Why EX should be at the heart of business strategy

Recent research has found New Zealanders rank work-life balance at number two in what they want from an employer and yet the perception is work-life balance is not a high priority for many New Zealand businesses. By Katherine Swan. 

Parliament’s high-profile loss of 35 back-office staff, amid claims of bullying, is a prime example of the potential fallout when employees find conditions unacceptable. But it’s not just happening in the public sector. 

Across the board, New Zealand organisations are being held accountable by employees when it comes to their overall experience at work. The message is clear: create a positive, balanced and fulfilling workplace or we’ll look elsewhere. And, in New Zealand’s buoyant employment climate, job seekers are well-positioned to make that choice. 

 

Generating brand energy

Employees can be wonderful brand ambassadors, but if things go sour there’s a risk they’ll become brand disparagers. So, creating an enjoyable, engaging and meaningful employee experience (EX) is critical in building positive brand awareness. 

And a company’s reputation is an essential element of attracting and retaining employees, further generating brand energy.

As Randstad’s latest employer brand research found, companies with a positive brand get twice as many job applications as those with a negative one. 

Of 4,000 Kiwis surveyed for the report, half of the respondents said they wouldn’t work for a company with a bad reputation, even if offered more money; 96 percent said a key factor of job satisfaction was having a company culture that aligned to their personal values; and 91 percent of employees monitor their company’s reputation via a variety of sources.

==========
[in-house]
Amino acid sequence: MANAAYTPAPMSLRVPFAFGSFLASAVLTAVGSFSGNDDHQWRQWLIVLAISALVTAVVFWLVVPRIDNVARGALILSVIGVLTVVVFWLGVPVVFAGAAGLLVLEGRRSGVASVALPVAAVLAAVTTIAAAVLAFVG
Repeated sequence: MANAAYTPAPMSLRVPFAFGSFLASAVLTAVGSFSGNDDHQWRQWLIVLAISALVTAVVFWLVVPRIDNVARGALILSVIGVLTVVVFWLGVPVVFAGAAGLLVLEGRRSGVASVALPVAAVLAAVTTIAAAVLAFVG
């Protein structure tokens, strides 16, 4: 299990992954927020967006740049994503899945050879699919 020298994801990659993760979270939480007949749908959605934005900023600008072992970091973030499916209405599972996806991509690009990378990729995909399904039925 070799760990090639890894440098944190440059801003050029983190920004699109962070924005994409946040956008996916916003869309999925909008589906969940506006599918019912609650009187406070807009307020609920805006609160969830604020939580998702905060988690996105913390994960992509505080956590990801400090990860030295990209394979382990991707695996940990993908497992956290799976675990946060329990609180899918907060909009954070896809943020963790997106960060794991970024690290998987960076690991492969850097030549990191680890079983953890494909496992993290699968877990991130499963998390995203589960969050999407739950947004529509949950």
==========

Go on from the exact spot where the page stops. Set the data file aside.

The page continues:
Randstad’s research indicates 29 percent of employees plan to change jobs within the next year and they’re motivated to search for roles that offer more opportunities, better work-life balance or increased challenges. 

With nearly a third of employees potentially on the move, the implications for employers are huge given the cost of recruiting and training new staff. 

Add to that potential disruption to team dynamics, delays in strategic initiatives and having to forge new customer relationships and the imperative to build a positive internal brand experience is obvious. 

 

EX dividends or an EX divide

If attracting and retaining employees is not a compelling reason to prioritise EX, then what should be is the link between employee experience and customer experience (CX). Studies consistently show that companies with more engaged employees have more engaged and satisfied customers.

According to Harvard Business Review happy and engaged employees are 31 percent more productive than unhappy ones, resulting in 37 percent higher sales. Organisations that invest in EX are more than four times as profitable as those that don’t. 

But while this connection may seem obvious, many New Zealand organisations are behind in creating an employee experience that could generate better dividends for all parties.  

Research from the US shows one in three employees aren’t fully engaged in their work and the ratio is similar in New Zealand. 

The reason being there is a divide between what Kiwi employees’ value and what their employers are offering.